Rewind Selector: 20 Earworms From The Last Decade
originally posted at Funk or Die
I don’t do a traditional year end top 10 or 20 anymore. I just don’t gather round the internet water cooler every Tuesday chatting up new releases like I used to, so I don’t think my list for 2010 would mean a whole lot. That is not to say that I don’t listen to new music, I just don’t do it with the kind of urgency I used to. It is also not to say that I don’t look for new (or, especially, new to me) sounds.
(OK, OK here’s my 2010 Top 10, and yes, some of these are reissues and yes, some may have been released in ’09)
- Gil Scott-Heron – I’m New Here
- Syl Johnson-The Complete Mythology
- Various Artists- Next Stop…Soweto
- Mulatu Astatke- Mochilla Presents Timeless
- Various- Black Man’s Cry:The Inspiration Of Fela Kuti
- T.P. Orchestre Poly Rhythmo- Echos Hypnotique
- Sharon Jones & The Dap Kings- I Learned The Hard Way
- Kings Go Forth- The Outsiders Are Back
- Lee Fields & The Expressions- My World
- Staff Benda Bilili- Tres Tres Fort
In the last ten years I’ve probably listened to more new and new-to-me music than any ten year period of my 30+ years of music junkiehood. I also listen differently than I used to. Because of the staggering volume of music that is available, I’m just not able to spend as much time with a new record as I used to, because there is so much at my fingertips. I still buy albums, but they just aren’t the same to me..not because they are any better or worse than they used to be, but because after I spin an LP once, that’s usually it. I may playlist a few songs or include a track on a mix tape or two, but rarely do I return to an entire album. I’m more likely to give certain playlists or mix CD multiple spins, than I am to listen to an album repeatedly (as was my MO in previous years).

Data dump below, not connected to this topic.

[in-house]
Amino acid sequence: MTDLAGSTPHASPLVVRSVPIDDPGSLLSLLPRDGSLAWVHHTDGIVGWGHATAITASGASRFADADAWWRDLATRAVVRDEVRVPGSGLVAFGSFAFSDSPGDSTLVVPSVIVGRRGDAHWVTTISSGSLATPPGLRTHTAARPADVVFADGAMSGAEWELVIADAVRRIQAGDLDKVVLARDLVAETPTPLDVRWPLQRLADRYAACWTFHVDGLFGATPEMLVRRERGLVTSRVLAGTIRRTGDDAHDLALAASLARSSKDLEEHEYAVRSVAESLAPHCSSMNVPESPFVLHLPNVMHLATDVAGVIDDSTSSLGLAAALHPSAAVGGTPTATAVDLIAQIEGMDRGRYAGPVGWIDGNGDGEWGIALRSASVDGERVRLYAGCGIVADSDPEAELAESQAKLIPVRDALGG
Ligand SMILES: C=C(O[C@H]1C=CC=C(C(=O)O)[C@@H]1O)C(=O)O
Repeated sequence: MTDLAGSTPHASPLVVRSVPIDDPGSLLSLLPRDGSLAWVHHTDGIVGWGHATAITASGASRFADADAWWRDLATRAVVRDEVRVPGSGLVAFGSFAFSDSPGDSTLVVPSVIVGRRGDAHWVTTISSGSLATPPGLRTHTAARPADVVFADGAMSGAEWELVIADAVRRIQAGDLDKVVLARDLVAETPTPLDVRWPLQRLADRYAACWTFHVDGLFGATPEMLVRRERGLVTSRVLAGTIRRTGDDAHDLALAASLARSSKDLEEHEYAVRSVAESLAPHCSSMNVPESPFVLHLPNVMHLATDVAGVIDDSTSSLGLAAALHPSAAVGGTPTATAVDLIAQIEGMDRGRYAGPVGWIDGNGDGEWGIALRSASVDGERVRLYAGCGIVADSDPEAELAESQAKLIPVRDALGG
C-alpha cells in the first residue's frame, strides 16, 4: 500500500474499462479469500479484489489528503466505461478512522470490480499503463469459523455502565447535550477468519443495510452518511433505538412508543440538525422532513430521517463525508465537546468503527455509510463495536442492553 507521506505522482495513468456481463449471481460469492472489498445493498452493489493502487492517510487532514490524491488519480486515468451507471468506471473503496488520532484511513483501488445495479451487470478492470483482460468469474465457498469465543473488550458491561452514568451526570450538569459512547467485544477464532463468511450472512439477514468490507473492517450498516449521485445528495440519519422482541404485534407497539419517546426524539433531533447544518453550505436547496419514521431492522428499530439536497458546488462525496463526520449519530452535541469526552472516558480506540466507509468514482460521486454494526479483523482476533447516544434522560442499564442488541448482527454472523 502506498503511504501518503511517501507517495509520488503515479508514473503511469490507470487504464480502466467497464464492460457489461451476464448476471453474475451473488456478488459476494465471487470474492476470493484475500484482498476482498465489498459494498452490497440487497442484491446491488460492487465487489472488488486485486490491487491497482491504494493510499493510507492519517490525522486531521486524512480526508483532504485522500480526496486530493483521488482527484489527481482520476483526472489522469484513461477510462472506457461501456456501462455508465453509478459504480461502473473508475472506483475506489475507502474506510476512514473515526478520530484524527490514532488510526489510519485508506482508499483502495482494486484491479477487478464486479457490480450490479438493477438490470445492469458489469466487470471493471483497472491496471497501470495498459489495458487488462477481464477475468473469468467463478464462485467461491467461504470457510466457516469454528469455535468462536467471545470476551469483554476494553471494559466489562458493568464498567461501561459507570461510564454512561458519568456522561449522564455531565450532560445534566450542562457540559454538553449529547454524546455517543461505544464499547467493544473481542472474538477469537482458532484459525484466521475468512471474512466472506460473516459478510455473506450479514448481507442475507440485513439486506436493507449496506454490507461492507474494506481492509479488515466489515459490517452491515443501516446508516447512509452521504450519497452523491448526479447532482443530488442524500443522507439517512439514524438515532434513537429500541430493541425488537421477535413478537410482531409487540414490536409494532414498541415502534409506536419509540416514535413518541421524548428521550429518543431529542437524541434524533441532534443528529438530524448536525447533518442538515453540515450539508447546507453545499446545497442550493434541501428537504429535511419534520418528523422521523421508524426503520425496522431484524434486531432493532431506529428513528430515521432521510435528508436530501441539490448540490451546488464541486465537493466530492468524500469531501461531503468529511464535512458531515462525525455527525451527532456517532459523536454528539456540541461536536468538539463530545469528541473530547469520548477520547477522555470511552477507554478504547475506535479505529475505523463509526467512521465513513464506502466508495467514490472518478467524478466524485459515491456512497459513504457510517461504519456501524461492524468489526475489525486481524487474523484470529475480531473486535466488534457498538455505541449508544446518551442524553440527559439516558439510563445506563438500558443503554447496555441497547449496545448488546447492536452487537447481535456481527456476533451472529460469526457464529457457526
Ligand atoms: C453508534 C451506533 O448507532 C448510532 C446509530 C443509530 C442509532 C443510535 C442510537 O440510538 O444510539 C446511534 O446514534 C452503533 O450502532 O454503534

So, what I have here are songs that really grabbed me over the last ten years. These are tunes that caused me to back off the internet fueled music gorging I’ve been doing and hit the rewind button…again and again. Some are relatively new, some are ancient. I’m not saying these are the best songs I heard in the last ten years, but, at least for me, these tunes rose above digital din and reminded me why I keep looking for new records.
You can skip around the tracks in this divshare list (you can also hear them in order) or check out the mix at 8tracks (below). If the track has a link, that means I wrote about it in the past and you can click through to those words if you like.
Rumored to be a kiss off tune aimed at Eddie Bo, who produced 4 of the 6 sides she waxed A cool slice of NOLA Soul.
2. On Verra Ça – Orchestra Baobob
Everybody told me Pirates Choice was the Baobob record to get, but this track from their American debut, Specialist in All Styles, was the keeper for me.
I came to this NOLA classic very late via the Los Lobos version. Soundmen may wince when they hear the squeaky hi hat, but that’s just one of the many endearing things about his tune..another being that I’ve got my 9 year old singing it.
4. Gary Song -Alice Smith
I worked as a distributor for this record in 2006. After listening to it once (like I do), I passed it on to my wife. She flipped a gasket over Ms. Smith and reintroduced it to me. Alice can sing, whisper, and belt, often in the same tune and with great authority. Her only album to date, For Lovers, Dreamers, and Me, got caught up in music biz hell and Alice has not gotten the recognition she deserves. A singing specialist in all styles.
5. Hey Ya!- Outkast (Andre 3000)
Nope, I wasn’t immune to the charms of this tune. It kept me from driving off the road on the long trip I used to make from Albany to Brooklyn and back, which I did every couple of weeks for a year or so back in the middle of the decade.
6.God Is A Good God-Campbell Bros. W/Katie Jackson
Burning pedal steel track with booming vocals from the essential Sacred Steel-Live! album on Arhoolie. Religious and Rocking, but this ain’t Stryper.